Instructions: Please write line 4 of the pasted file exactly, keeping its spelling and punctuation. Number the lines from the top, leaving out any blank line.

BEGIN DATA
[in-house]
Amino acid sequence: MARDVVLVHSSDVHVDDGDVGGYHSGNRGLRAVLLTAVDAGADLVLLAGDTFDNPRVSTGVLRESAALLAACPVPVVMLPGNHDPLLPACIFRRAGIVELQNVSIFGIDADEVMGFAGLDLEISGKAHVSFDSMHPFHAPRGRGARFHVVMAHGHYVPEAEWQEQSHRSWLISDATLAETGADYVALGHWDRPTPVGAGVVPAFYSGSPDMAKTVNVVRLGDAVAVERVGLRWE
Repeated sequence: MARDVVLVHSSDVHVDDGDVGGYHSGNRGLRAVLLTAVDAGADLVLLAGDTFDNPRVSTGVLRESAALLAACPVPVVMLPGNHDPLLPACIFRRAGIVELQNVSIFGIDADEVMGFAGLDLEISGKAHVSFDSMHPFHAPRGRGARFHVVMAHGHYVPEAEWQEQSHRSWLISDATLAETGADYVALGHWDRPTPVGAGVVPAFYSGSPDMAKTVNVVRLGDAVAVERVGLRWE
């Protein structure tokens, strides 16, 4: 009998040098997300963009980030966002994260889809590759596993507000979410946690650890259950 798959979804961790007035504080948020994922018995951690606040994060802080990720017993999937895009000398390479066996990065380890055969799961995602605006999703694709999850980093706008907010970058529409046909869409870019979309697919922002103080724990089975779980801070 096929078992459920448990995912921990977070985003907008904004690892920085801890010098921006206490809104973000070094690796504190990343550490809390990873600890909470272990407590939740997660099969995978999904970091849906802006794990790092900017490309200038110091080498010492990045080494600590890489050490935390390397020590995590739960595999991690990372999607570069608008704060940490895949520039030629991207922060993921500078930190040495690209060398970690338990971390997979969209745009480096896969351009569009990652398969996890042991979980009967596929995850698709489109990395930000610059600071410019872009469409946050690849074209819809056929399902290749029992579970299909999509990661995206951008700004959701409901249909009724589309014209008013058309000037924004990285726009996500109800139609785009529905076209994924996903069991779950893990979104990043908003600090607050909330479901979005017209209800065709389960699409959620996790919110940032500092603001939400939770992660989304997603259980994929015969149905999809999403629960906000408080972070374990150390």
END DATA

């Protein structure tokens, strides 16, 4: 009998040098997300963009980030966002994260889809590759596993507000979410946690650890259950 798959979804961790007035504080948020994922018995951690606040994060802080990720017993999937895009000398390479066996990065380890055969799961995602605006999703694709999850980093706008907010970058529409046909869409870019979309697919922002103080724990089975779980801070 096929078992459920448990995912921990977070985003907008904004690892920085801890010098921006206490809104973000070094690796504190990343550490809390990873600890909470272990407590939740997660099969995978999904970091849906802006794990790092900017490309200038110091080498010492990045080494600590890489050490935390390397020590995590739960595999991690990372999607570069608008704060940490895949520039030629991207922060993921500078930190040495690209060398970690338990971390997979969209745009480096896969351009569009990652398969996890042991979980009967596929995850698709489109990395930000610059600071410019872009469409946050690849074209819809056929399902290749029992579970299909999509990661995206951008700004959701409901249909009724589309014209008013058309000037924004990285726009996500109800139609785009529905076209994924996903069991779950893990979104990043908003600090607050909330479901979005017209209800065709389960699409959620996790919110940032500092603001939400939770992660989304997603259980994929015969149905999809999403629960906000408080972070374990150390």